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Photo: Amazon

For a third-straight year, U.K. retailers celebrated Black Friday wildly, and Amazon dived into the spirit, deploying a five-room, 3,000-square-foot pop-up shop in London's Soho square.

Why it matters: Retail start-ups, e-commerce outlets, and brands are increasingly looking to pop-up stores as a means for driving sales and creating brand awareness. PopUp Republic, a services provider for the pop-up industry, estimates that broadly measured, these stores generate $50 billion in sales in the U.S. annually.

Amazon has opened dozens of smaller pop-ups across America this year, aimed at showcasing its hardware products, like the Kindle Fire. But this was the first in Europe, and, according to Alvaro Morilla, an analyst with Kantar Retail, it hints at a new model for how e-commerce companies will test products, learn about consumer tastes, and burnish their brands.

Amazon's London pop-up is not about capturing traditional retail sales at all.

  • Amazon furnished the entire townhouse to look like a family home, with Amazon products strategically placed in rooms where they would be used.
  • "With no checkout point at the store, Amazon was clearly trying to make this about having fun," says Morilla, who argues that Amazon's goal is not to generate in-store sales, but to "create retail theater and hospitality," and encourage shoppers to buy via its increasingly popular smartphone app.
  • "All the staff we spoke to were helpful, and more interested in creating an experience and guided shop over actually 'selling,'" says Morilla.

Why it may be the future of retail:

That Amazon tested this high-concept pop up in the U.K. makes sense, says Morilla, given that in the UK, more than 90% of population has a smartphone, versus just 77% in the U.S.

  • As smartphone penetration rises, and they account for a rising share of e-commerce traffic, on-line retailers will need to market to customers in the physical world to encourage them to make impulse buys on their devices as they go about their day.
  • In China, where mobile shopping is even more popular than in Europe and the U.S., Alibaba is testing a "New Retail" program, where it mimics its online revenue model in the offline world, charging third-party sellers for premium placement of products in pop-up stores and its growing stable of permanent retail spaces.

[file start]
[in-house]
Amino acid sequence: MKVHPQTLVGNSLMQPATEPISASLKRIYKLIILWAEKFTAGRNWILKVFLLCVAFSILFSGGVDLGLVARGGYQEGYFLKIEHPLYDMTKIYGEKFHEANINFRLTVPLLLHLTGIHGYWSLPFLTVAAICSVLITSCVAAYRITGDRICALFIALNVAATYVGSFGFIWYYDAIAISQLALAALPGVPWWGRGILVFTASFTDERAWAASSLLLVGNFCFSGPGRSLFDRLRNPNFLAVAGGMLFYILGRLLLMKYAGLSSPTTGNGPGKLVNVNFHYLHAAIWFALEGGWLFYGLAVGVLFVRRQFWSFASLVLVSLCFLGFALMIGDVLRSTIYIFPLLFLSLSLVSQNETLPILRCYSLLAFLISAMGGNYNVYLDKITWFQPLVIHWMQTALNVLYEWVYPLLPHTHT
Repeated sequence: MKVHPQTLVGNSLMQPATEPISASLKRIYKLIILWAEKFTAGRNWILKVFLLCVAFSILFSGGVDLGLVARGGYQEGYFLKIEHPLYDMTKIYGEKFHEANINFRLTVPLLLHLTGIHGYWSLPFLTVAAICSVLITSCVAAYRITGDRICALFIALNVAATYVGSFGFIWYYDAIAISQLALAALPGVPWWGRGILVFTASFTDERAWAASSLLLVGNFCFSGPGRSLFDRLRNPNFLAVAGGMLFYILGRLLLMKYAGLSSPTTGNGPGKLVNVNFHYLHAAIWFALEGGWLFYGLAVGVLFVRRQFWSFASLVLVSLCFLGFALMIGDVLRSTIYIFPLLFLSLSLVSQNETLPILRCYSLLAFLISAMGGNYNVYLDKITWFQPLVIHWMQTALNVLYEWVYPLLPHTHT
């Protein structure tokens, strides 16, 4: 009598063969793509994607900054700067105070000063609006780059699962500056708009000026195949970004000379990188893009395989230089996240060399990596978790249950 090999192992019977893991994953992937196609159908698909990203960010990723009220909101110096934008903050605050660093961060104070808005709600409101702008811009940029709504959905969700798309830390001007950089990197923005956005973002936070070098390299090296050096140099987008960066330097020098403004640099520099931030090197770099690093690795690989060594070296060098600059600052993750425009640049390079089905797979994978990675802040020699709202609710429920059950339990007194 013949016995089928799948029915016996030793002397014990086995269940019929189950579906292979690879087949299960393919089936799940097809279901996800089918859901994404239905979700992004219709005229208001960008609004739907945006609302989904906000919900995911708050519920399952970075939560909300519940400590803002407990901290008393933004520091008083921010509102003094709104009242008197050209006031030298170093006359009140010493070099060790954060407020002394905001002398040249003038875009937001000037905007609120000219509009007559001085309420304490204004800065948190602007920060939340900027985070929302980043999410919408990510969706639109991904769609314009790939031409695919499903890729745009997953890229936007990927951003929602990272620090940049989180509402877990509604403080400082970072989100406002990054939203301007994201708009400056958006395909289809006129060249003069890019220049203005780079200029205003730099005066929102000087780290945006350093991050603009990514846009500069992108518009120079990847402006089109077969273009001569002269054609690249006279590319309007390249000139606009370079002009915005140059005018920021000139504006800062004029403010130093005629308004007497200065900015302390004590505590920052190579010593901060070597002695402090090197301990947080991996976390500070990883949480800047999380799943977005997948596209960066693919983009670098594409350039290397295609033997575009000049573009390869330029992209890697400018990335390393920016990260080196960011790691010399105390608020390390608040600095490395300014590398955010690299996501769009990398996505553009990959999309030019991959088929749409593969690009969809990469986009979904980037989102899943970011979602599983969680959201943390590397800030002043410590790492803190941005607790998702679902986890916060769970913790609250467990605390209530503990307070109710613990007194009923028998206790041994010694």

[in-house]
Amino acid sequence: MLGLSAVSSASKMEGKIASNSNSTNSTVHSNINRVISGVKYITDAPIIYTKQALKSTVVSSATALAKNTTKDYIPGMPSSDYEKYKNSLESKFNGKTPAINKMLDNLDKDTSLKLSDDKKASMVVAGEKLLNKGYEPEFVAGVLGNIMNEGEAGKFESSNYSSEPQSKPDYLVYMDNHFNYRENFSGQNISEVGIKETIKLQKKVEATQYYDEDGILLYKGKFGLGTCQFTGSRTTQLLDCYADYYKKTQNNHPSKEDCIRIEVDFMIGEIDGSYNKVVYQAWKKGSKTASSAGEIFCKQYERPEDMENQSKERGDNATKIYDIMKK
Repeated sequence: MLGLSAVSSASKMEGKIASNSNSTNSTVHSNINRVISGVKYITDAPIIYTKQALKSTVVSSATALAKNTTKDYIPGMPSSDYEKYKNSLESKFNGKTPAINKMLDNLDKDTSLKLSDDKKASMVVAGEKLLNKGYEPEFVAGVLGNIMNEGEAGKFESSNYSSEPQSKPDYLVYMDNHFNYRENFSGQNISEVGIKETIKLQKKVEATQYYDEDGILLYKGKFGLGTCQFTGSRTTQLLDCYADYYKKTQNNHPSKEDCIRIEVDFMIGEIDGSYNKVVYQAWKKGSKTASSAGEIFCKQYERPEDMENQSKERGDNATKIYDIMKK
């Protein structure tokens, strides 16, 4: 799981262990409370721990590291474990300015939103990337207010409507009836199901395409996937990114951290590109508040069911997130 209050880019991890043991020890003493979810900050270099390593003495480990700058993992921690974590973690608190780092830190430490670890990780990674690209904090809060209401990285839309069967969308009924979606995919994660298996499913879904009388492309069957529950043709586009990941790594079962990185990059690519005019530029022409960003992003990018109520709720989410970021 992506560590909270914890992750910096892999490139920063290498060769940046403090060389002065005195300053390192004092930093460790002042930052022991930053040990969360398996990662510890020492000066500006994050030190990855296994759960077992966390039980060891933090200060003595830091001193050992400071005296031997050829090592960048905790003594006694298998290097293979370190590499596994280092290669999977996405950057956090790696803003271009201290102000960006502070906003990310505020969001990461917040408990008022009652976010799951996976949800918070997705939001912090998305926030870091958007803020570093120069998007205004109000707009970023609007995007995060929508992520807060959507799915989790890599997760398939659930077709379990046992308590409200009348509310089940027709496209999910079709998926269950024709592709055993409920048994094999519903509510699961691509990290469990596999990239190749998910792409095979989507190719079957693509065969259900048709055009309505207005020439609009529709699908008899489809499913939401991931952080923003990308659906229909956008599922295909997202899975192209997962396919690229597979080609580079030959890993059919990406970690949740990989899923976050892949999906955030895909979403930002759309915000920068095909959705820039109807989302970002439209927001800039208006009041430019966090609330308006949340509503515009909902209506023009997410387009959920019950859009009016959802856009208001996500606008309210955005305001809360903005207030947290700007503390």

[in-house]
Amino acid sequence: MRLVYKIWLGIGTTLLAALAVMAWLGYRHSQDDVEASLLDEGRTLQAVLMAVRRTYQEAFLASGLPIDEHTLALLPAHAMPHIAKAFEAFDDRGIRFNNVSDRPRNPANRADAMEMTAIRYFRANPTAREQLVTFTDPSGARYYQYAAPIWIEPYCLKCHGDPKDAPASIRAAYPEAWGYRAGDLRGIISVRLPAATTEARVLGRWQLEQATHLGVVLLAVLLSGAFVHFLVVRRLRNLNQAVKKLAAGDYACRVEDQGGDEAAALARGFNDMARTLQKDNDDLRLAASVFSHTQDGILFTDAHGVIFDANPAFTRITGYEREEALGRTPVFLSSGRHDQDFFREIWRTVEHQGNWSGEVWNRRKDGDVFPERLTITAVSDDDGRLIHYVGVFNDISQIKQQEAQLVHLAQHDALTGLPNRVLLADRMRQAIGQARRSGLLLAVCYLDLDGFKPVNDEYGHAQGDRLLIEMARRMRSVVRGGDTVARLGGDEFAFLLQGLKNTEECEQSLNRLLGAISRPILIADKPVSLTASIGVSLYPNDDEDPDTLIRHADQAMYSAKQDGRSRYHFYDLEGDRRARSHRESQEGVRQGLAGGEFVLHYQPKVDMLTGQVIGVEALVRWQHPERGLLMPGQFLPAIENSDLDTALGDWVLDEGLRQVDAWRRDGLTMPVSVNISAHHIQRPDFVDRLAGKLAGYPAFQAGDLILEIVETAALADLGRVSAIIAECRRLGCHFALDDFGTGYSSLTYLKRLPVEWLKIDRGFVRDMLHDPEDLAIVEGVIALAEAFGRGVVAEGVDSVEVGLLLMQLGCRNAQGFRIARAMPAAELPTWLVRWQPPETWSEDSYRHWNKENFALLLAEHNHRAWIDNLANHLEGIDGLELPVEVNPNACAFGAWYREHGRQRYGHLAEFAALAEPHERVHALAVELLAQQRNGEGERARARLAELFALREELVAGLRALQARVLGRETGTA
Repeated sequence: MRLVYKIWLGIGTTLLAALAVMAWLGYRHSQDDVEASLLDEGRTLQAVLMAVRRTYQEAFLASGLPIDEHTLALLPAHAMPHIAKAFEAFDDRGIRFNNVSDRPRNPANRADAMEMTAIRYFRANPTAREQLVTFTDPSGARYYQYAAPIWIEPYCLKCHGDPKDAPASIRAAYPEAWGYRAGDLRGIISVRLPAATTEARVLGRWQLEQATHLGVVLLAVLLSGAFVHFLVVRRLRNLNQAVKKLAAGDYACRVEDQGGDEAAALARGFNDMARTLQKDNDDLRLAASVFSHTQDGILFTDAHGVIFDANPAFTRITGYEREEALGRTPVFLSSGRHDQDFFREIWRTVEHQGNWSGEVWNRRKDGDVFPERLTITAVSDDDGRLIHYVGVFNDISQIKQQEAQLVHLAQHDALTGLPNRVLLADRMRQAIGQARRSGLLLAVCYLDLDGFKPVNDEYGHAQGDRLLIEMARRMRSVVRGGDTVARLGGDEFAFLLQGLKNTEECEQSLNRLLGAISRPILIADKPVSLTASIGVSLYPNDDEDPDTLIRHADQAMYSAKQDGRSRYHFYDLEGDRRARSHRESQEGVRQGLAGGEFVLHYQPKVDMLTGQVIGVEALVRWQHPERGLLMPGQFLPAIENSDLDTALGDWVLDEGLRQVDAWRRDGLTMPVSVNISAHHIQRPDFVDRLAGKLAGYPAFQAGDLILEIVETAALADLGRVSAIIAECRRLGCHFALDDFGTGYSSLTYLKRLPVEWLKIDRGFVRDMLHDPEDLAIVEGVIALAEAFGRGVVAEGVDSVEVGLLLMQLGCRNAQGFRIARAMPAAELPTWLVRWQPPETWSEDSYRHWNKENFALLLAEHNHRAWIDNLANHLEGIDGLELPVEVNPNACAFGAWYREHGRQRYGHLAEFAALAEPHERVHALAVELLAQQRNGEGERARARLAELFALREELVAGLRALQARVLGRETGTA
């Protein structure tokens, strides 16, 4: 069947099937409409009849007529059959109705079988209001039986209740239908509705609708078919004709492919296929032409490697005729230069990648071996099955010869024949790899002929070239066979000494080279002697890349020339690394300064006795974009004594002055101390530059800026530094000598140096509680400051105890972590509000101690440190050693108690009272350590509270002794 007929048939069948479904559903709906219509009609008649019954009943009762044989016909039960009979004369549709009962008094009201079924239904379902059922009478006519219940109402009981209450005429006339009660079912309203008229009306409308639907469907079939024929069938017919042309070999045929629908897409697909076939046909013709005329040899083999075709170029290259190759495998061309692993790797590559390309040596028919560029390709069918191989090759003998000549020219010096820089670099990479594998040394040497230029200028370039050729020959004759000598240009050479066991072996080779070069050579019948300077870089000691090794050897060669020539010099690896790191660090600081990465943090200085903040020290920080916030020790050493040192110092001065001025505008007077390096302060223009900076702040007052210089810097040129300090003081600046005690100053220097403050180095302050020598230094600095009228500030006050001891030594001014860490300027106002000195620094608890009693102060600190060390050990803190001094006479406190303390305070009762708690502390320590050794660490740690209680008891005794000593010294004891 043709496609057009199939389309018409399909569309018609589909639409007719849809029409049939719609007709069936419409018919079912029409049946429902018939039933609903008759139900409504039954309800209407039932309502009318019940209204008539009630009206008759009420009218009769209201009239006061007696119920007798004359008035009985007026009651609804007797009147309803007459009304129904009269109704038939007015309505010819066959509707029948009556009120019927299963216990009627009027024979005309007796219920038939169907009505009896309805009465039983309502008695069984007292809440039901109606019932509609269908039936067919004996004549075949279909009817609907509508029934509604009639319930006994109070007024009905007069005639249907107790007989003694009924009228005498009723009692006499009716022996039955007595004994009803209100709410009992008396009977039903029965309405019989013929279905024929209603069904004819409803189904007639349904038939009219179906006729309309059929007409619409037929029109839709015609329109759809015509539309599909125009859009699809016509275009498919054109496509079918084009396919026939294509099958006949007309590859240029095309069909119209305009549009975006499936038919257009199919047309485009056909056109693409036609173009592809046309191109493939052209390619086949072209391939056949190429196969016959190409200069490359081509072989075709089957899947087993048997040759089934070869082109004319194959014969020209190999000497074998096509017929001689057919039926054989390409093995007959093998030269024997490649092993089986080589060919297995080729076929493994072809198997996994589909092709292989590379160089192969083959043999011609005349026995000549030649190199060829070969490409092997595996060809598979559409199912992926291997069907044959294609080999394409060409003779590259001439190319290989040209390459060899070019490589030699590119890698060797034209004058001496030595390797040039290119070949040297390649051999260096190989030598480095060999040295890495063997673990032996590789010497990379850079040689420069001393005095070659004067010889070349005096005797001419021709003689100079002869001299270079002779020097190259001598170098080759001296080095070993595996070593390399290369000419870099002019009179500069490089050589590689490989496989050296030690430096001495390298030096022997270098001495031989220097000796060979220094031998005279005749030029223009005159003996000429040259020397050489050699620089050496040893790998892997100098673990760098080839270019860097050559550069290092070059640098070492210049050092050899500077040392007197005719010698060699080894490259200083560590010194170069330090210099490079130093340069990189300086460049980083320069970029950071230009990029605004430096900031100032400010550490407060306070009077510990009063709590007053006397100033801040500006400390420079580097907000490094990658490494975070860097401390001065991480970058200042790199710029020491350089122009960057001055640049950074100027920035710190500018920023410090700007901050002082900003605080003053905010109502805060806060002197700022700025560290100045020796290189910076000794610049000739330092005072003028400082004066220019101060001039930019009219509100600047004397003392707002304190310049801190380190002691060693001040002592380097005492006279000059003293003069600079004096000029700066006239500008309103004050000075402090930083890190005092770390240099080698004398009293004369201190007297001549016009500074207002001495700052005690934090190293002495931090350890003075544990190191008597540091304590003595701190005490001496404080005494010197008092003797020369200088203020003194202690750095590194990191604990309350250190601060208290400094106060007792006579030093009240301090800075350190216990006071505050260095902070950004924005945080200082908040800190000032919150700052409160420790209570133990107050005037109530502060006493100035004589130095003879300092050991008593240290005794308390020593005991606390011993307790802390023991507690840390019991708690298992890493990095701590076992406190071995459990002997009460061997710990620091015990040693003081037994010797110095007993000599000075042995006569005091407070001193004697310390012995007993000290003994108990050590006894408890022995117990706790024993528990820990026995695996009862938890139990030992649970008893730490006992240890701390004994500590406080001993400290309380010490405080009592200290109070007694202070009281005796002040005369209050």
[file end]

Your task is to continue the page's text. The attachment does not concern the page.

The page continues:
Go deeper

The manufacturing boom's bottleneck

llustration: Rebecca Zisser/Axios

The manufacturing sector has bounced back from its pandemic knockout. But as the economy reopens, factories can't keep up with orders.

Why it matters: The materials manufacturers need are hard to find and prices for them are soaring.

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Twitter to label COVID-19 vaccine misinformation, implement strike policy

Photo: Illustration by Igor Golovniov/SOPA Images/LightRocket via Getty Images

Twitter announced Monday that it will label tweets with potentially misleading information about COVID-19 vaccines, and introduce a strike system that can lead to permanent account suspension.

The big picture: Tech companies are taking an increasingly aggressive stance against users who attempt to share misleading information about COVID-19 vaccines on their platforms.

Updated 4 hours ago - Politics & Policy

Coronavirus dashboard

Illustration: Aïda Amer/Axios

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  2. Vaccine: J&J CEO "absolutely" confident in vaccine distribution goals Most states aren't prioritizing prisons for COVID vaccines — Vaccine hesitancy is shrinking.
  3. Economy: Apple says all U.S. stores open for the first time since start of pandemic — What's really going on with the labor market.
  4. Sports: Poll weighs impact of athlete vaccination.
  5. World: Italy tightens restrictions as experts warn of growing prevalence of variants — PA announces new COVID restrictions as cases surge.
  6. Local: Colorado sets timeline for return to normalcy.